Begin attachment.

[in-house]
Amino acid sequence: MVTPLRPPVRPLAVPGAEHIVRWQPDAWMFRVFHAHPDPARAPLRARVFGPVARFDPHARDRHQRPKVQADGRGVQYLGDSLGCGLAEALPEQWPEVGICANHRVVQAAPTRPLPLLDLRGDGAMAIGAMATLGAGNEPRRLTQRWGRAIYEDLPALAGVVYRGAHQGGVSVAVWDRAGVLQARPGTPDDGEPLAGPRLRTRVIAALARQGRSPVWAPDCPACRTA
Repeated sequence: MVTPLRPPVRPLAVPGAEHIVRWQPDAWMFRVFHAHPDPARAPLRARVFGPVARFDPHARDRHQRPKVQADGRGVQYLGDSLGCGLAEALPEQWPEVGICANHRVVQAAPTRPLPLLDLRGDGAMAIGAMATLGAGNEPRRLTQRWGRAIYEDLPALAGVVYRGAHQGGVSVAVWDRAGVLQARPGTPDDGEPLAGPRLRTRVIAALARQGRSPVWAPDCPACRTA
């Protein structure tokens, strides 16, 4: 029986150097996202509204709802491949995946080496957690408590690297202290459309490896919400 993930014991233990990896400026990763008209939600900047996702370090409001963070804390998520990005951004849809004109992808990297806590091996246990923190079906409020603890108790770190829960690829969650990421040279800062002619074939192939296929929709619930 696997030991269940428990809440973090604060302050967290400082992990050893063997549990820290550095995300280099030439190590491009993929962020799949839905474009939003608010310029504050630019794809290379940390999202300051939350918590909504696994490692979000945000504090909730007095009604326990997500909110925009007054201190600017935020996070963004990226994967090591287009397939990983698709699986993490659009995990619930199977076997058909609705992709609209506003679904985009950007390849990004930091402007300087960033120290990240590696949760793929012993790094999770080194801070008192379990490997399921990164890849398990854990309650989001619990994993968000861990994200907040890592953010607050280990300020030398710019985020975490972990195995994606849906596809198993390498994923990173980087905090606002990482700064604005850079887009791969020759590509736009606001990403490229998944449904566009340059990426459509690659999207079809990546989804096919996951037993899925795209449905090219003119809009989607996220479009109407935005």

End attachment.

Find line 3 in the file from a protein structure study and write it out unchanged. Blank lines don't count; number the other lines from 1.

Repeated sequence: MVTPLRPPVRPLAVPGAEHIVRWQPDAWMFRVFHAHPDPARAPLRARVFGPVARFDPHARDRHQRPKVQADGRGVQYLGDSLGCGLAEALPEQWPEVGICANHRVVQAAPTRPLPLLDLRGDGAMAIGAMATLGAGNEPRRLTQRWGRAIYEDLPALAGVVYRGAHQGGVSVAVWDRAGVLQARPGTPDDGEPLAGPRLRTRVIAALARQGRSPVWAPDCPACRTA